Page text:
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Who do you trust?

Vail Daily Editorial Board
Vail CO, Colorado

It’s hard to inspire confidence these days. A recent poll shows many Americans don’t put much faith in most of our public institutions.

For the past 35 years, Gallup has asked Americans: “How much confidence do you, yourself, have in each of the following American institutions: a great deal or quite a lot?”

At the top of this year’s list is the military, with a combined thumbs-up rating from 71 percent of poll respondents. Small business and the police are next, with 60 and 58 percent, respectively.



That’s it for institutions more than half of Americans believe are worthy of trust.

Newspapers are in the bottom half of the list, something we’re not happy to see, since we believe we do a pretty good job of providing accurate information.

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In fact, the institution of the presidency ” currently held by a very unpopular chief executive ” gets a better rating than newspapers. So do the Supreme Court, banks and public schools.

But below our profession is a somber list including organized labor, the criminal justice system and, at the bottom, Congress.

Congress, in fact, gets the trust of just 12 percent of the American people, the lowest number Gallup has ever recorded. More people trust HMOs and big business more than Congress.



What’s wrong here?

Congress has a long history of unpopularity as a group ” “What’s the opposite of progress?” is a joke almost as old as our republic ” but something is seriously wrong when the federal representatives we have the most power to elect or send home are less popular than the current president.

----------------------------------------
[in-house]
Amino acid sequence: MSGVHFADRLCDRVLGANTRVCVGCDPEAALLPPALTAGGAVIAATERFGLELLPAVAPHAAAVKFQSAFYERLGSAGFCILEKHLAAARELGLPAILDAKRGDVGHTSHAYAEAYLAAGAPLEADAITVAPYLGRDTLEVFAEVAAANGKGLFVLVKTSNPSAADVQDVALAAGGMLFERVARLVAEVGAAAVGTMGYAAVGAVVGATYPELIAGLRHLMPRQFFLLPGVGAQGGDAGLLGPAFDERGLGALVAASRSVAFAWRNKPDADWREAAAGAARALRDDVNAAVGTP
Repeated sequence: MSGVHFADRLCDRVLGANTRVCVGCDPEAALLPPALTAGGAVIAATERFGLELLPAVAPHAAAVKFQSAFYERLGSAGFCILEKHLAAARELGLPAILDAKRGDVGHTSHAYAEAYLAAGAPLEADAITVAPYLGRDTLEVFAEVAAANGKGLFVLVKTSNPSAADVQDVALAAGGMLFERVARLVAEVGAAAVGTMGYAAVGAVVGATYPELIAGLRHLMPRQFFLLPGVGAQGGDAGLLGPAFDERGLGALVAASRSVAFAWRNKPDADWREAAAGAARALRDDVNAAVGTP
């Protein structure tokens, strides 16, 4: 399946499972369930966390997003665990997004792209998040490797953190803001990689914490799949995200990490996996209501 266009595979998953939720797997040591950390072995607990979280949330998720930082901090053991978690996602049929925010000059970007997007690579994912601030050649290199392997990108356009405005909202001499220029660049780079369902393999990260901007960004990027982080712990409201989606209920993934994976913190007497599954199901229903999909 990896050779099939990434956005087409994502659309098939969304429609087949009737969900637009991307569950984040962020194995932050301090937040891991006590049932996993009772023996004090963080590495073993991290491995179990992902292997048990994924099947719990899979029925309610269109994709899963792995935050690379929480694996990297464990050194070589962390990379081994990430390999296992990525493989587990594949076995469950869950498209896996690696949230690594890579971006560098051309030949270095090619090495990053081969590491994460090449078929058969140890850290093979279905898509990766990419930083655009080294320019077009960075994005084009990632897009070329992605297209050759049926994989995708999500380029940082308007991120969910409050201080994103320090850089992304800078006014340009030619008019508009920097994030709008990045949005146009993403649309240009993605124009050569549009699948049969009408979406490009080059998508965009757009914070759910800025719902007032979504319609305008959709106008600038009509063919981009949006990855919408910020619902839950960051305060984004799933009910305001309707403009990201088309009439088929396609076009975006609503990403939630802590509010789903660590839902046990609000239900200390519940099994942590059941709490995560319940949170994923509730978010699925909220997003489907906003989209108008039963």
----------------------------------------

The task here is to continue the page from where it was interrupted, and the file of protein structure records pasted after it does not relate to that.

From failure to enact anything resembling an energy policy to failure to reform the nation’s health care system to failure to address the coming Social Security train wreck in any substantive way, Congress ” whether it’s controlled by Democrats or Republicans ” has spent most of a generation paying far more attention to its own power and privilege than to matters that really matter.

It’s a tribute to this country’s private sector that the country is as strong as it is, even in an economic downturn, but our political class needs work.

There could be a lot of turnover in Congress this year ” as many as 100 seats by some estimates. We hope voters have the wisdom to pick new representatives with the backbone required to tackle the giant job of restoring at least some public trust in our government’s most public branch.


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